We’ve been told that this piece is an étagère. It stands 67 inches high and is 54 inches wide and 12 inches deep. It was purchased at an estate auction by my father-in-law in the early 1960s.
I’m not sure what the wood is. I could find no markings or labels on it anywhere. As you can see, it is very ornate, and the craftsmanship is superb. The upper mirror is U-shaped, and the lower mirror is rectangular. On the left side beneath the bank of three drawers are two glass doors. Both mirrors and the glass in the doors are beveled.
Some features are asymmetrical, with trimmings and carvings completely different on one side from the other. There are a total of seven drawers, each well dovetailed by hand from solid hardwood, not laminate. The drawer pulls seem to be the original, held by square nuts.
I was hoping you could tell me when and where it was made and, of course, what it might be worth.
Your circa-1890, Aesthetic Movement, Victorian étagère was made to delight the eye with unpredictable decoration and spaces. As an object of art, the viewer is encouraged to dance-glance around the piece looking for, but not finding, logic in the design. The Aesthetic Movement was introduced as a snub to standardized, mass-produced furniture. Similar pieces sell at auction for $400 to $1,400. Many people may be frustrated that such a large piece offers so little display space. I’m glad that you “get it.” It’s French.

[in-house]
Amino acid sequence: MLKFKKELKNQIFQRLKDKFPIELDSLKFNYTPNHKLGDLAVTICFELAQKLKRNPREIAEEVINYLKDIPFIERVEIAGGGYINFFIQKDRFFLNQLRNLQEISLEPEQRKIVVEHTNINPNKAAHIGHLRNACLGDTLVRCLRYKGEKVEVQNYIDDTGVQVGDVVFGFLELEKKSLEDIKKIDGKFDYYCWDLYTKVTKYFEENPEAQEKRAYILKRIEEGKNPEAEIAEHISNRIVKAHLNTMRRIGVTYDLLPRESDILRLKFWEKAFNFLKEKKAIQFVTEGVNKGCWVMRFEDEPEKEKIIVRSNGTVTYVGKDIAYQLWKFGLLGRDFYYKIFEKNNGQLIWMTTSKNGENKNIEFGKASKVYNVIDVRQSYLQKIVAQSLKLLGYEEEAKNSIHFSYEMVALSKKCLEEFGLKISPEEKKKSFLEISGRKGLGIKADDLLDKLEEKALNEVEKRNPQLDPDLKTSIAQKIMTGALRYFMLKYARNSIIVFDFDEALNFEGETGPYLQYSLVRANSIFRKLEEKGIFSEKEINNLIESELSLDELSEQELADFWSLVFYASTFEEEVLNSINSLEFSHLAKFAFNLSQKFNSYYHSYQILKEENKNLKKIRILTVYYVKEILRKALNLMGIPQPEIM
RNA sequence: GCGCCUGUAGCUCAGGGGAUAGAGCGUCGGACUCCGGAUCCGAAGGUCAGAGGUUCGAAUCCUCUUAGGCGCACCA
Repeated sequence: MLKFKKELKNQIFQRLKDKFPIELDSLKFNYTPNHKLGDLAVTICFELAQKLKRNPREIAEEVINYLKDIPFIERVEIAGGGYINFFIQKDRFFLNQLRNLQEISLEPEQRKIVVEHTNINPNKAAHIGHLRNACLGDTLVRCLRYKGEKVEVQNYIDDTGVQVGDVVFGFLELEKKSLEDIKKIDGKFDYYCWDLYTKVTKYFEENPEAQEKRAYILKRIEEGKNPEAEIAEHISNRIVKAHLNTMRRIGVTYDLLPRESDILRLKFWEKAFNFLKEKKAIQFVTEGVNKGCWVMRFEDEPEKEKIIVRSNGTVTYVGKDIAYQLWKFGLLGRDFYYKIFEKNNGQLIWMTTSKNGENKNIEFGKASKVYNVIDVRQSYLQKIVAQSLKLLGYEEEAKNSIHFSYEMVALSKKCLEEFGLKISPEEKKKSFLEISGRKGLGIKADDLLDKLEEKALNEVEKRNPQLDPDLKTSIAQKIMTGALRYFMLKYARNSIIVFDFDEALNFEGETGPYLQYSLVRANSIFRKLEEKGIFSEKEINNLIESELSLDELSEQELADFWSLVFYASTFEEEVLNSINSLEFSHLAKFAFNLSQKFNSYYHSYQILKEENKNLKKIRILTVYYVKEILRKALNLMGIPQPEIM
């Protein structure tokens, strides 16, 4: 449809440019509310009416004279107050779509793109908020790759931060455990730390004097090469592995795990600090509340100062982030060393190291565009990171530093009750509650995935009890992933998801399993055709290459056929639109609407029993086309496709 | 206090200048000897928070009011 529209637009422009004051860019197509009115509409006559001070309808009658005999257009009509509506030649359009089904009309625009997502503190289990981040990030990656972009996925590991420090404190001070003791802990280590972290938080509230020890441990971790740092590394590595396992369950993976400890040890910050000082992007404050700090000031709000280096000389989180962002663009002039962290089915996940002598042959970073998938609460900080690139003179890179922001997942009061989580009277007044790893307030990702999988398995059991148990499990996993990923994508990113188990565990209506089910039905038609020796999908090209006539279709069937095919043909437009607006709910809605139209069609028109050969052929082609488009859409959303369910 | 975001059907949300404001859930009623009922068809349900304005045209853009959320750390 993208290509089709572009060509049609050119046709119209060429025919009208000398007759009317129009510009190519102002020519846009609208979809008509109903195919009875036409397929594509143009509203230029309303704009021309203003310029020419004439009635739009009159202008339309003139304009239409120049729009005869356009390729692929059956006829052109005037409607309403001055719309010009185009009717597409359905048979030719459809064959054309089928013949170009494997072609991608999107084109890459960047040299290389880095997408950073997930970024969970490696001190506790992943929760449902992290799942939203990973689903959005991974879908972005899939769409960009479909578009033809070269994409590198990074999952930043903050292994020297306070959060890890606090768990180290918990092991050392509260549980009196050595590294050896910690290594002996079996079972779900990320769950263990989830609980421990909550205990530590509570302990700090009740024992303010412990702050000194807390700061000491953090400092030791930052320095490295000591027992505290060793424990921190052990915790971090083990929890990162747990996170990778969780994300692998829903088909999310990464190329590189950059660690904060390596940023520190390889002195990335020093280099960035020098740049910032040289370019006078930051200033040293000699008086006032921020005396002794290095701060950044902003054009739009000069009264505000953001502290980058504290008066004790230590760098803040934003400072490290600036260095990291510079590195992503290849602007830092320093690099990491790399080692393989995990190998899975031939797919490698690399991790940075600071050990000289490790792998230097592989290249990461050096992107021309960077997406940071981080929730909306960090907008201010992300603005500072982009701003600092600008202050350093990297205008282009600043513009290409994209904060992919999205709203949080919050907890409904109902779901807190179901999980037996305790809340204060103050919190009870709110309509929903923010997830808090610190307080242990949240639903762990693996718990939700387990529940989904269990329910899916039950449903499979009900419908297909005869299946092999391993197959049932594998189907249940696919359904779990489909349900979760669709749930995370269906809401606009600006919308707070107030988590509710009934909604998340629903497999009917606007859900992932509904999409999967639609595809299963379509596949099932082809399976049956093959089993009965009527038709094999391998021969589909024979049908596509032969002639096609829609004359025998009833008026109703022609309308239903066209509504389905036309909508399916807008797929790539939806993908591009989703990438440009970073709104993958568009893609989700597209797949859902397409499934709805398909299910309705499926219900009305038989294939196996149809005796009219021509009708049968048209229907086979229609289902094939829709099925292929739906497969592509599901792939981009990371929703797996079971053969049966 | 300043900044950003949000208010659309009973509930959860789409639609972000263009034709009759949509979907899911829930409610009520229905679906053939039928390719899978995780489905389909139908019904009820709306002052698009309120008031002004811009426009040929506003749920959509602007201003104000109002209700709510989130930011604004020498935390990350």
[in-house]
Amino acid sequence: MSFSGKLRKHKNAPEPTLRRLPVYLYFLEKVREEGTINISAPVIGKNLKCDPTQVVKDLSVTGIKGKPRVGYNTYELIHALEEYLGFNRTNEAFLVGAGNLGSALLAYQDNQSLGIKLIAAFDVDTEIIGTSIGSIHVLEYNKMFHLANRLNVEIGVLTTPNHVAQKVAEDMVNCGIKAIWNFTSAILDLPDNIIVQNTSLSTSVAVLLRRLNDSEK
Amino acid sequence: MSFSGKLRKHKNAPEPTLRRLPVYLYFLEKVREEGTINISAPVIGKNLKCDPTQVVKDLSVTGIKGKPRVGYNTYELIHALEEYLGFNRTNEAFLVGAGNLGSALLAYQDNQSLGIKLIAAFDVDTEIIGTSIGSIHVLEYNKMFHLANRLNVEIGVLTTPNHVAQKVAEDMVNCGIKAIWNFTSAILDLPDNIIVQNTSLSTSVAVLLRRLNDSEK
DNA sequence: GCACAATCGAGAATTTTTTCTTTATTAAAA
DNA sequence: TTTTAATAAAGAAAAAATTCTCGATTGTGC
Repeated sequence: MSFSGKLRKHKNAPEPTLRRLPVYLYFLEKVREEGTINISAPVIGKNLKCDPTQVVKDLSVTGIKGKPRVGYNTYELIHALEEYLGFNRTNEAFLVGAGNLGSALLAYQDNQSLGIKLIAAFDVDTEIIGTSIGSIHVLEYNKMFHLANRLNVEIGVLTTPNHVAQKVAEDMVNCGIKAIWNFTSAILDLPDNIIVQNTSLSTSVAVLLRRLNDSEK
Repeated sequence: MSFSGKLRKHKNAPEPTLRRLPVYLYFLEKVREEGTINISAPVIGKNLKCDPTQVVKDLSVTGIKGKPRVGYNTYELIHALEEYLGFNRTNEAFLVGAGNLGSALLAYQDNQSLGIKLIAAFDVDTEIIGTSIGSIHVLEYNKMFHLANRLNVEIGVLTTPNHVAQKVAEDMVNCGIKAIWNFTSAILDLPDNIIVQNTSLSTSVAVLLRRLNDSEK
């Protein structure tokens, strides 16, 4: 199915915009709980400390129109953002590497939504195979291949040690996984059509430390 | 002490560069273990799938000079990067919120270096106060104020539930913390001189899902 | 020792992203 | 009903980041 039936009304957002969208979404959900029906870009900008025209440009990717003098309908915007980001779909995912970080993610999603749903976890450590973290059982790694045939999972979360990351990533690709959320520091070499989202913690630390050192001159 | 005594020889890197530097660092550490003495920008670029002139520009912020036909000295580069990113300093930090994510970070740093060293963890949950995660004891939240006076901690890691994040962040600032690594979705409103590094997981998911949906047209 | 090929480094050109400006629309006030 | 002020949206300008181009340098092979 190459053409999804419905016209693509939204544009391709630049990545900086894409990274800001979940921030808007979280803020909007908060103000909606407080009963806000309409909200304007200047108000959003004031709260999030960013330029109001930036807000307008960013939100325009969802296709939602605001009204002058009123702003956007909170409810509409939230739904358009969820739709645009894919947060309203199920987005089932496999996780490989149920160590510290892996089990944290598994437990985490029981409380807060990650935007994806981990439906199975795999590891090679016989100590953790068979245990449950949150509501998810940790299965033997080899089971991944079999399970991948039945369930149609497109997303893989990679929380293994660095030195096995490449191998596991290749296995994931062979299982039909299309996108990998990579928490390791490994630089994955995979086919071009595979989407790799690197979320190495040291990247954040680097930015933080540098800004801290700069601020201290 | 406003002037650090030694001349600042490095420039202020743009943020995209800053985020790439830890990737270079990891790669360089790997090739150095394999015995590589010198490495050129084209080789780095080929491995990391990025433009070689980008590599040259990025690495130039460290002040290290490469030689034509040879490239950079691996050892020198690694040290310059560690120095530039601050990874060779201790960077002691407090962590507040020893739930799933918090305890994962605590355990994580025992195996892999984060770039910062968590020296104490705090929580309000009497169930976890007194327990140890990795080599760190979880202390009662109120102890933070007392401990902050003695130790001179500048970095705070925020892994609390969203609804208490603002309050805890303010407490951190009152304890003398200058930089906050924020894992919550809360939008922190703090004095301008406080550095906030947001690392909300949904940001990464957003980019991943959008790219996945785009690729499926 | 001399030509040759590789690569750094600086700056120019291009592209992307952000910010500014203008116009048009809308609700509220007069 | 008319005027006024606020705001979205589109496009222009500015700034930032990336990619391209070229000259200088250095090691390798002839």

My mother passed down a lady’s head vase/planter that I believe she acquired sometime in the 1950s. The lady’s head is in excellent condition with earrings, a pearl necklace and long eyelashes. It is stamped “Japan” on the bottom with no other names or any numbers.
I was wondering if it had a financial value along with the sentimental value. Can you help me with some information on this piece? Thank you for your time, and God bless.
Yes, your mother’s head vase was made in the 1950s. They sell at tag sales and on eBay for $12 to $45. I always like seeing the “Japan” mark. It confirms the piece is not a later 20th-century reproduction.
Would you please give me an appraisal for this tea set? I have the information from where it was made, by whom and when.
Silver-plated tea service sets like yours currently sell for $125 to $450. I realize the set is much older than you and me, but silver-plated hollowware and flatware are viewed as “needy” antiques — you have to polish them. If it were sterling, you might add a zero to the value. This set is visually appealing, though, with talon feet and happy, rotund shapes. It might sell quicker than a less-animated set and reach the higher value.